Mosiah 18 to 24 – "We Have Entered into a Covenant with Him"
Alma teaches that baptism is a sign that a person has willing to enter into a covenant with God. These chapters also show God’s hand in escape from physical and spiritual bondage. Mormon’s narrative moves from telling a history to teaching about sanctification.
"Understanding Christian Baptism Through the Book of Mormon," Noel B. Reynolds, BYU Studies, Vol. 51, no. 2
Alma understood and taught the covenantal nature of baptism (Mosiah 18). Baptism is more than a means to repent and have one’s sins “washed away.” Baptism is a covenant and a witnessing to God that one has already repented and commits to follow Jesus Christ, and that sins are remitted through the Holy Ghost.
"What Is the Purpose of Baptism in the Book of Mormon?" Book of Mormon Central KnoWhy 59
The Book of Mormon teaches that baptism is a symbol of a covenant that one makes with God (Mosiah 18). This KnoWhy discusses baptism’s place in the doctrine of Christ.
"Marriage and Treaty in the Book of Mormon: The Case of the Abducted Lamanite Daughters," S. Kent Brown, From Jerusalem to Zarahemla: Literary and Historical Studies of the Book of Mormon.
The account of the abducted Lamanite women (Mosiah 20)offers an unusually clear view into legal and social norms among Nephites, which reflect biblical law and custom. Perhaps surprisingly, the report hints strongly that some of these norms also survived among Lamanites.
"Dancing Maidens and the Fifteenth of Av," John W. Welch, Reexploring the Book of Mormon.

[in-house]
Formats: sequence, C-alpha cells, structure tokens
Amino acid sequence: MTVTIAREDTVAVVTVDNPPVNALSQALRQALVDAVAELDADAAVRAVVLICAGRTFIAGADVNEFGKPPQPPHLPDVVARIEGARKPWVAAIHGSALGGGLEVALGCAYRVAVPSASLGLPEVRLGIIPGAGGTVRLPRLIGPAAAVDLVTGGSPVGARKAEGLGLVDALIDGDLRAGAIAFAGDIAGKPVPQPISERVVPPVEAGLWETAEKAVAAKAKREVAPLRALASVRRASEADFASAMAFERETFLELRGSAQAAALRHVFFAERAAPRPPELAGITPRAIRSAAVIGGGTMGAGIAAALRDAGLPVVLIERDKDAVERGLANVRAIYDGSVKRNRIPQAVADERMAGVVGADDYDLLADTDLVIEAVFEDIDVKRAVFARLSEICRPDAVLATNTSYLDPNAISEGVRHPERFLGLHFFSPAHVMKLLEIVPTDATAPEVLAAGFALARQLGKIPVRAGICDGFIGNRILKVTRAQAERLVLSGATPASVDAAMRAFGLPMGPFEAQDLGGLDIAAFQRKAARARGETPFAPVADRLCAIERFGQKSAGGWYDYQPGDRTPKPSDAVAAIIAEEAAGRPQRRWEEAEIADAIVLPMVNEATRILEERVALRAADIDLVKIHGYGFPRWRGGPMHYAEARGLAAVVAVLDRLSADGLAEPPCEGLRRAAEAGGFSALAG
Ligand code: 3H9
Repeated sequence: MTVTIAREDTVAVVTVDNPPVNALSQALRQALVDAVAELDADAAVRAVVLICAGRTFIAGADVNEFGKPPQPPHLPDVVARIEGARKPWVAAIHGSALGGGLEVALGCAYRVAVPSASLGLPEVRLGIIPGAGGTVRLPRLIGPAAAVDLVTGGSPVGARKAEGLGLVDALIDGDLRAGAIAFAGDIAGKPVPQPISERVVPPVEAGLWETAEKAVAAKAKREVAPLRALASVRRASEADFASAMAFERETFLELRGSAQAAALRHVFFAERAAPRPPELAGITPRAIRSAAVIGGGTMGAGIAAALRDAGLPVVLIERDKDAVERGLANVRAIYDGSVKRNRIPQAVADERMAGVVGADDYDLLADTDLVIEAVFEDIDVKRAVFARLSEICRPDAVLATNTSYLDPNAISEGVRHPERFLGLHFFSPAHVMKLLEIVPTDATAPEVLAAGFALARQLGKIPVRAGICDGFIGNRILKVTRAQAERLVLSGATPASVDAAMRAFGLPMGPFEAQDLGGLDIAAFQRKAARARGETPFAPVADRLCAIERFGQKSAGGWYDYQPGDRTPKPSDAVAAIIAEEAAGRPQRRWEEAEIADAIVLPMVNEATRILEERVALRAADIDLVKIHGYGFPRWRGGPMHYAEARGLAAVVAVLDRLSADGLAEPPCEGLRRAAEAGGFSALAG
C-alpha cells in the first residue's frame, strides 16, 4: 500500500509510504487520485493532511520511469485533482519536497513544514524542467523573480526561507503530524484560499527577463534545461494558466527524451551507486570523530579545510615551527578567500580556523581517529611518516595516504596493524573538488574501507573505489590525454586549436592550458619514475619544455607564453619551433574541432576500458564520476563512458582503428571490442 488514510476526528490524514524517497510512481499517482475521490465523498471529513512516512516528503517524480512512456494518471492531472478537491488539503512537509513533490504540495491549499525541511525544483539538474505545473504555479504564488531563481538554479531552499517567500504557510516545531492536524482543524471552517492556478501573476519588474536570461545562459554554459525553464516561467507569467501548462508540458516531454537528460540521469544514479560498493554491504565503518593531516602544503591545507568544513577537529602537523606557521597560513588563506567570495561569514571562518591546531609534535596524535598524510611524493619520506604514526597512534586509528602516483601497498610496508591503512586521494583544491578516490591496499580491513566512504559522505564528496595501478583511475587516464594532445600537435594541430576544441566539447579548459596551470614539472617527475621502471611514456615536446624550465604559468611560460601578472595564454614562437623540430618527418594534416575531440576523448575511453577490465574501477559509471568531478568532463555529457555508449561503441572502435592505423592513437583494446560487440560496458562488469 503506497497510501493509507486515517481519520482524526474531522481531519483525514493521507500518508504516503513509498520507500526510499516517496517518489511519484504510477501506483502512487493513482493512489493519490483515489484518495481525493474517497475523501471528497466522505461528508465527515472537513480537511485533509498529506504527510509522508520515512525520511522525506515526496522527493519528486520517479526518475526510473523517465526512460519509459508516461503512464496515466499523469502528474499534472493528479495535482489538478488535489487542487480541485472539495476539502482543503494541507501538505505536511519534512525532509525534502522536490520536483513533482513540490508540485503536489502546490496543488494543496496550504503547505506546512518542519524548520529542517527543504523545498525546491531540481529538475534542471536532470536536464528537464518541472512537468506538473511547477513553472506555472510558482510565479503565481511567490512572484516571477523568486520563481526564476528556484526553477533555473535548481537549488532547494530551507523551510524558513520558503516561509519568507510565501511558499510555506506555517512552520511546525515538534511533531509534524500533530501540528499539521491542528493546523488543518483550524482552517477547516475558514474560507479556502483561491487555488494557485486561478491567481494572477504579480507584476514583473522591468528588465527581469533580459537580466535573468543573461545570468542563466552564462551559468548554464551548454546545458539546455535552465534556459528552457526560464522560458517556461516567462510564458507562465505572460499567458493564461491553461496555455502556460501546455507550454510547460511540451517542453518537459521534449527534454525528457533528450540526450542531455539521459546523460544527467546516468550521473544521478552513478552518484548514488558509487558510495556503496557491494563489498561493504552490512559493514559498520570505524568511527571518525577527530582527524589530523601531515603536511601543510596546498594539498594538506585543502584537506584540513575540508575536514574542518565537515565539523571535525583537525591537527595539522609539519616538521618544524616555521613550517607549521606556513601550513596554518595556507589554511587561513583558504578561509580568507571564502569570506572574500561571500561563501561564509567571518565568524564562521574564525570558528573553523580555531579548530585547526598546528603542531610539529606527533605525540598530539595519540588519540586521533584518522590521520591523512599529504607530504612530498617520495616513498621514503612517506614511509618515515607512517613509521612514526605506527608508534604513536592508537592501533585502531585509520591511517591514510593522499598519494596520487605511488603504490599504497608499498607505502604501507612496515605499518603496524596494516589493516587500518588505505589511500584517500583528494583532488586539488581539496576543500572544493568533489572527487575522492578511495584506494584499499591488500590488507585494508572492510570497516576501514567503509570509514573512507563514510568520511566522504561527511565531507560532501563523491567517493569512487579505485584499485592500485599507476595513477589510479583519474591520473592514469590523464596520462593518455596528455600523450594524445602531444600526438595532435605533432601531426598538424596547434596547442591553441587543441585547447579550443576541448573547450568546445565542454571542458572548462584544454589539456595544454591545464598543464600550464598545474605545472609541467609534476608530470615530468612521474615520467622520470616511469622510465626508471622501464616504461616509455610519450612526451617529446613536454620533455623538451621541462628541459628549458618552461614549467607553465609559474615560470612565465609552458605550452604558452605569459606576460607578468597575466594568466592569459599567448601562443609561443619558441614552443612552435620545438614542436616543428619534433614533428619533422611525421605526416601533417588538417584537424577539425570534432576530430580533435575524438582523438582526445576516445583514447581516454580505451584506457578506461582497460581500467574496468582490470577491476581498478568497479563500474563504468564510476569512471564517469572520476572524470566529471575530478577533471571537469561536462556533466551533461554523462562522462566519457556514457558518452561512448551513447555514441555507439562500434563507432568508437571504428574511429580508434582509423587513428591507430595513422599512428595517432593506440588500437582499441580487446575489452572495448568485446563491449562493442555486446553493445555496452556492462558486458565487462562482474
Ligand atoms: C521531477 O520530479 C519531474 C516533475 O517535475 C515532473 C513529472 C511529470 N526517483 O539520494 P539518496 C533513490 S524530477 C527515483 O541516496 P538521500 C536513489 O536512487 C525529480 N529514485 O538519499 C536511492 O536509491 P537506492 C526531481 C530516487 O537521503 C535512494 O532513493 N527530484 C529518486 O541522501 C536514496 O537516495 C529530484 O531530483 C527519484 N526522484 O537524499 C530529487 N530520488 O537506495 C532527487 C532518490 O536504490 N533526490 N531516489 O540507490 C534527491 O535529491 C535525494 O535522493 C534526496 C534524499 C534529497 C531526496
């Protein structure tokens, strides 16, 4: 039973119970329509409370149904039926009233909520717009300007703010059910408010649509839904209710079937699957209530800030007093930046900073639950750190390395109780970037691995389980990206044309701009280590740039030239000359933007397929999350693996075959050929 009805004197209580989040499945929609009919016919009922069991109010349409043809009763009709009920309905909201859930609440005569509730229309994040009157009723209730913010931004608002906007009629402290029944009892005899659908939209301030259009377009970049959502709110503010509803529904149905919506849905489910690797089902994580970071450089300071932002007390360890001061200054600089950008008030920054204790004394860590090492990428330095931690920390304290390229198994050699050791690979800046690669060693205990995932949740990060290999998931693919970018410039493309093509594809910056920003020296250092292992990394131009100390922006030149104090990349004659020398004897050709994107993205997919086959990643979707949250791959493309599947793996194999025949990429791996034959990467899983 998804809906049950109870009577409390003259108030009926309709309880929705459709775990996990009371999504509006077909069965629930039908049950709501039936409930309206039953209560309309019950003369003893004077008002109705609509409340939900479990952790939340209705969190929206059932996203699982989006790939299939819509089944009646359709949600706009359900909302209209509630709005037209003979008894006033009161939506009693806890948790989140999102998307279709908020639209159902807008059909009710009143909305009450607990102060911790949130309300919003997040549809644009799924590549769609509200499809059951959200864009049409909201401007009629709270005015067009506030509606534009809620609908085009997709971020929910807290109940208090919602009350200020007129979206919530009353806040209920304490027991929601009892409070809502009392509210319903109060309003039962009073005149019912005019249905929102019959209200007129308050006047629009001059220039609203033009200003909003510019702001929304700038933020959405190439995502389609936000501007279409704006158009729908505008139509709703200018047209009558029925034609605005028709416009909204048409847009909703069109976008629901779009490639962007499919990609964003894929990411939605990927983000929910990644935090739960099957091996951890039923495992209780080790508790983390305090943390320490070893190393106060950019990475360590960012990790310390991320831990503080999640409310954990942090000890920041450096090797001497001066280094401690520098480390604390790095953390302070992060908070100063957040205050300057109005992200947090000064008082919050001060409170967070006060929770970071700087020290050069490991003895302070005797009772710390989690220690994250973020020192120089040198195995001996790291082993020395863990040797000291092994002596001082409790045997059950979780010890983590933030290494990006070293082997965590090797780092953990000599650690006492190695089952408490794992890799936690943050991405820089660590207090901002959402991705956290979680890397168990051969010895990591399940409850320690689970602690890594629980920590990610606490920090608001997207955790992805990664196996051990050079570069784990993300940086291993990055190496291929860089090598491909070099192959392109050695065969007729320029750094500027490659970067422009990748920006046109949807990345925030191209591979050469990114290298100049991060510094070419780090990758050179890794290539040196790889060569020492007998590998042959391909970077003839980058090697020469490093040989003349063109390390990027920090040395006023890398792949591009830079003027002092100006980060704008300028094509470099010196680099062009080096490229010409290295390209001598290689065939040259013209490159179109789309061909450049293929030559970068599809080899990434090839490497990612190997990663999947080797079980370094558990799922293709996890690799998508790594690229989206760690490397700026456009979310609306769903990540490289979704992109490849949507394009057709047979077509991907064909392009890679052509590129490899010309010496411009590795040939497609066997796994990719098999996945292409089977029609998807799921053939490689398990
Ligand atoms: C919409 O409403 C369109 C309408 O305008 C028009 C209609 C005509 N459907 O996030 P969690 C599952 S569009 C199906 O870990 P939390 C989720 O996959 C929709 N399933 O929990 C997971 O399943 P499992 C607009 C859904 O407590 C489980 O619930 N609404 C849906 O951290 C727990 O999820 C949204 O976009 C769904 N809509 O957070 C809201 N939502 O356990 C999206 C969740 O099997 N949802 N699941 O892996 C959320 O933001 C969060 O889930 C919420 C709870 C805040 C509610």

In Mosiah 20, the wicked priests of King Noah find the Lamanite daughters dancing and take them to wife. When looked at from an ancient Israelite perspective, one discovers that before the Babylonian captivity, the fifteenth of Av was a time of mating and "bride hunting," where the young maidens would dance, as Israelite men chose wives. If that is the setting of this story, it makes more sense why the priests took the maidens to wife.
"Deliverance from Bondage," Clyde J. Williams, The Book of Mormon: Mosiah, Salvation Only Through Christ
The narrative of Limhi’s people’s escape from bondage (Mosiah 19-24) can be compared to an escape from spiritual bondage. It was ultimately by humbling themselves before the Lord that Limhi and his people were able to escape from the bondage of the Lamanites.
"Benjamin or Mosiah? An Anomaly in Mosiah 21:28," L. Ara Norwood, Fair Mormon 2001 Conference
In Mosiah 21:28, it reads that Mosiah had a marvelous gift of seership. However, in the Printer’s Manuscript and the 1830 edition of the Book of Mormon, it reads that Benjamin was the one with the gift of seership. Also in Ether 4:1, this textual change from Benjamin to Mosiah occurs. Norwood outlines criticism about this change and LDS response, and then provides his own explanation that can still leave room for faith.
"Analysis of Textual Variants of the Book of Mormon," Royal Skousen
On Mosiah 21:28, Skousen writes: “Despite the apparent difficulties with the original reading, the critical text will restore the name Benjamin in Mosiah 21:28 and Ether 4:1; the occurrence of Benjamin instead of Mosiah cannot be readily explained as an error in the early transmission of the text; moreover, the text can be interpreted so that Benjamin was still alive when the plates of Ether were delivered by king Limhi to king Mosiah, who then gave the Jaredite record to his father, king Benjamin, for his examination and perhaps safekeeping."
“‘In the Strength of the Lord,’” David A. Bednar, BYU devotional, October 23, 2001
In Mosiah 24, we see how Alma’s people were strengthened even though the persecution was not quickly removed. They were “empowered through the Atonement to act as agents and impact their circumstances.”
"Another Testament of Jesus Christ: Mormon's Poetics," Heather Hardy, Journal of Book of Mormon Studies 16:2
In Mosiah 23-24, Mormon, as storyteller and prophet, moves from telling to showing to suggesting. By becoming alert to his methods, we see Mormon’s effort to enact the fulness of Jesus’s gospel in both his text and his readers’ lives.